Saturday, July 10, 2010


There are always a few good hours I try to sleep through every morning because they just so happen to make me sick to my stomach. And it’s not just nausea. There's also a wildly oppressive sense of melancholy, too. A few people have told me that it’s completely natural. They say that it has something to do with my actual time of birth. I was apparently born nervous, and on some subconscious level the apprehension of coming into this world has impressed upon my inner clock a residual stink that will always turn my gut. Those reoccurring hours during which I was born are unbearable to me now.

My morning sickness has prevented me from leading any sort of average life. It made school next to impossible, and I’ve never held an average job. Strangely, I can't seem to sleep once the sun is up, so my days usually begin with a sad struggle to cling to shallow sleep. I try to remain unconscious through that strange period of queasy doom. But it’s not easy. Neighborhood boobs clod around loudly on their way to work. Motors rev through obnoxious five-minute warm-ups, even though it’s the middle of fucking Summer and it’s 90 degrees before 8am. Precious darlings caterwaul as they hurl chunks of broken asphalt at one another. Their parents bellow at the tops of their lungs, “shut up!” Meanwhile, some asshole with a leaf blower menaces the path to my front door. So, I sit there, pushing back the vomit with intermittent sips of water while sucking on peppermints, watching “Saved By The Bell” on TBS at a low volume, waiting for the morning to pass.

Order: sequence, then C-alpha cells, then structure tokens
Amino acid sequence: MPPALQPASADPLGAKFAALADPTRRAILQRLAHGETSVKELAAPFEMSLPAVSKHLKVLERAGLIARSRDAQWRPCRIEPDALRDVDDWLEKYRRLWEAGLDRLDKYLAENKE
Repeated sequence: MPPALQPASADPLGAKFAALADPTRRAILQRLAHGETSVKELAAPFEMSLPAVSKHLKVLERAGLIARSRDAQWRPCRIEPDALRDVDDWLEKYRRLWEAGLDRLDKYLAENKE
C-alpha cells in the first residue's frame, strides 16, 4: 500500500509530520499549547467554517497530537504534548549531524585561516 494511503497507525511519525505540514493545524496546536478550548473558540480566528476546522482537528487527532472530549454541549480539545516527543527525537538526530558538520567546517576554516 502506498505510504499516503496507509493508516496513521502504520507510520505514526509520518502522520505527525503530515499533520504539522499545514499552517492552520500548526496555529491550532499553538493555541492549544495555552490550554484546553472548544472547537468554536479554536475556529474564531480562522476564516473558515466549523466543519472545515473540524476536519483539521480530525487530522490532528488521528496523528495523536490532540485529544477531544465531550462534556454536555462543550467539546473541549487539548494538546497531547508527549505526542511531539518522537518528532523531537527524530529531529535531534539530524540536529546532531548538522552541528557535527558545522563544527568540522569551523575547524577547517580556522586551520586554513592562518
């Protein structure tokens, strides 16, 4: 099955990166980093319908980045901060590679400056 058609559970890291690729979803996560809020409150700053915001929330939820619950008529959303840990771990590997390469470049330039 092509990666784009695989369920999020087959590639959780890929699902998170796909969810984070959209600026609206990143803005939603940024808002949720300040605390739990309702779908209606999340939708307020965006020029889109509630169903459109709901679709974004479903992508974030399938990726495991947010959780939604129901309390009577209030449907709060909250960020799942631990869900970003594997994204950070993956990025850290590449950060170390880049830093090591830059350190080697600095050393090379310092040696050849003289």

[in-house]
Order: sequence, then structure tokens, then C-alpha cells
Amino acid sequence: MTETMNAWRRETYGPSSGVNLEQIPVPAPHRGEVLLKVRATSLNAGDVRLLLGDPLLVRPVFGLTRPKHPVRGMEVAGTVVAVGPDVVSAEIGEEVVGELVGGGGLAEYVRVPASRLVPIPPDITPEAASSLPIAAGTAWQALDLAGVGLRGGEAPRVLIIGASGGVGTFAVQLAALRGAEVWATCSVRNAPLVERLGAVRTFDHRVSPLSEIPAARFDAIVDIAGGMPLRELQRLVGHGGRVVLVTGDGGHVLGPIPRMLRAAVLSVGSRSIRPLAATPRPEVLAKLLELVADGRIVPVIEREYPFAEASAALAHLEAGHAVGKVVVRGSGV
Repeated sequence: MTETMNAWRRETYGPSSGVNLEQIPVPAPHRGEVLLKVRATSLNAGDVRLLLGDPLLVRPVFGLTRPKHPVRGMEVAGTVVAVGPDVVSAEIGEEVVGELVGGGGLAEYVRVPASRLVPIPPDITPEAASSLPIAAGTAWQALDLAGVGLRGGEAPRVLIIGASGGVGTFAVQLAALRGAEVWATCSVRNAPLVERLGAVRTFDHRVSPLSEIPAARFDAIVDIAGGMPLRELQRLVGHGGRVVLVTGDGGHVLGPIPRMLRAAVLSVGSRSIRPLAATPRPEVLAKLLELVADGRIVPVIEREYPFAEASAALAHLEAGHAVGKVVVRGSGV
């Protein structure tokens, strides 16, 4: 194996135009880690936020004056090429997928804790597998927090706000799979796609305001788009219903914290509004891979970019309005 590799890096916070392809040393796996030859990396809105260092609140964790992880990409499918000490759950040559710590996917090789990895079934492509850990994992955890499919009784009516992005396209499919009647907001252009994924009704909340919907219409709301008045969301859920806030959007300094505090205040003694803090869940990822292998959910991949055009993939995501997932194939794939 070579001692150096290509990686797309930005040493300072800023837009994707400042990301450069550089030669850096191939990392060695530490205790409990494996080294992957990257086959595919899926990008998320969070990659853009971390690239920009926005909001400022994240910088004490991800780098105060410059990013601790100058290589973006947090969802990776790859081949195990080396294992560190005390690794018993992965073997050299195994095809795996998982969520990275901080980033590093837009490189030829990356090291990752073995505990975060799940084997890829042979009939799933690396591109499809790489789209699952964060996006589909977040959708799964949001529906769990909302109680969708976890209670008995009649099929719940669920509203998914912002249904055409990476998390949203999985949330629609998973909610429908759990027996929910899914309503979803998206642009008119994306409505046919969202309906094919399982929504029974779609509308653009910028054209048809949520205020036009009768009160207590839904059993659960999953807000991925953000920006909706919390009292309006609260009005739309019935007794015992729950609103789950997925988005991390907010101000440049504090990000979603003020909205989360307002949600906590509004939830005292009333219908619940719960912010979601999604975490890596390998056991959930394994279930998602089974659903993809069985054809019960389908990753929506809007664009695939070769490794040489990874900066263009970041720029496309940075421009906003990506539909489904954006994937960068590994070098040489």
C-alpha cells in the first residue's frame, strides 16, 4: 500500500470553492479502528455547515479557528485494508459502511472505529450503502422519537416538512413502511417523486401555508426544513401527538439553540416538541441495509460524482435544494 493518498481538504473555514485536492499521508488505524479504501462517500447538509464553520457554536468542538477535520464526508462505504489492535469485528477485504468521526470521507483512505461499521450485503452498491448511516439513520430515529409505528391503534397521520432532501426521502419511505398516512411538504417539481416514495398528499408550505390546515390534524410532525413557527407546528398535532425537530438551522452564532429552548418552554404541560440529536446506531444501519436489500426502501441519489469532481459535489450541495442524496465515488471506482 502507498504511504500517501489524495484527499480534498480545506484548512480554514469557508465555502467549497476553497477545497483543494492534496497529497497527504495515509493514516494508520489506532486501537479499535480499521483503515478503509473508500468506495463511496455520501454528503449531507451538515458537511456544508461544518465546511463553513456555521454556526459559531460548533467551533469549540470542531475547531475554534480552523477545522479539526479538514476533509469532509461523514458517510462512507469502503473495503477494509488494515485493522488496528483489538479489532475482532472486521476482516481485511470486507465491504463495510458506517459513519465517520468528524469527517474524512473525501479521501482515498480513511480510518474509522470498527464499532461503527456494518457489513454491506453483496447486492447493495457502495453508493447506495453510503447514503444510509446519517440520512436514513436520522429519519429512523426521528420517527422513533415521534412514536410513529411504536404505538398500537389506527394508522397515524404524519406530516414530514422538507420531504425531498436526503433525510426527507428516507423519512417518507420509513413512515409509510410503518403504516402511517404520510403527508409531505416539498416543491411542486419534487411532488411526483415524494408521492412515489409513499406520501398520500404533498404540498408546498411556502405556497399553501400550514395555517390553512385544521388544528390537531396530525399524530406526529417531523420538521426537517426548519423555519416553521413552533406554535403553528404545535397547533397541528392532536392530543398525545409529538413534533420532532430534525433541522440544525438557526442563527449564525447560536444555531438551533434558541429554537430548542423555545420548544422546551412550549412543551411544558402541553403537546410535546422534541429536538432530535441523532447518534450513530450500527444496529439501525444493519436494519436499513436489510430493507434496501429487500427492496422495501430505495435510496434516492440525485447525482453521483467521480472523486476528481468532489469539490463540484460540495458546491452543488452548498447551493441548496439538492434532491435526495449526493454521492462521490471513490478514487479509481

Just the other day though I was dragged away from this racket by a cop knock. This happens sometimes. I dragged myself out of bed in my boxers, stumbled over several house cats, and threw open the door. A figure stood at the cusp of my inverted “welcome” mat in the pouring rain. His head was cocked uncomfortably, the energy of a serial rapist brewing like a maelstrom behind his aviator frame glasses. It was my mail man. He looks like Dennis Rader, and he hates my fucking guts.

I’m pretty sure he thinks that the high number of packages I receive on a weekly basis have something to do with drugs or child pornography. In fact, sometimes I receive stuff that’s been completely opened. I have no doubt he's the prying type. I wish I could have been there the day he sliced through my media mailer only to find a copy of "Eddie & The Cruisers II: Eddie Lives" inside.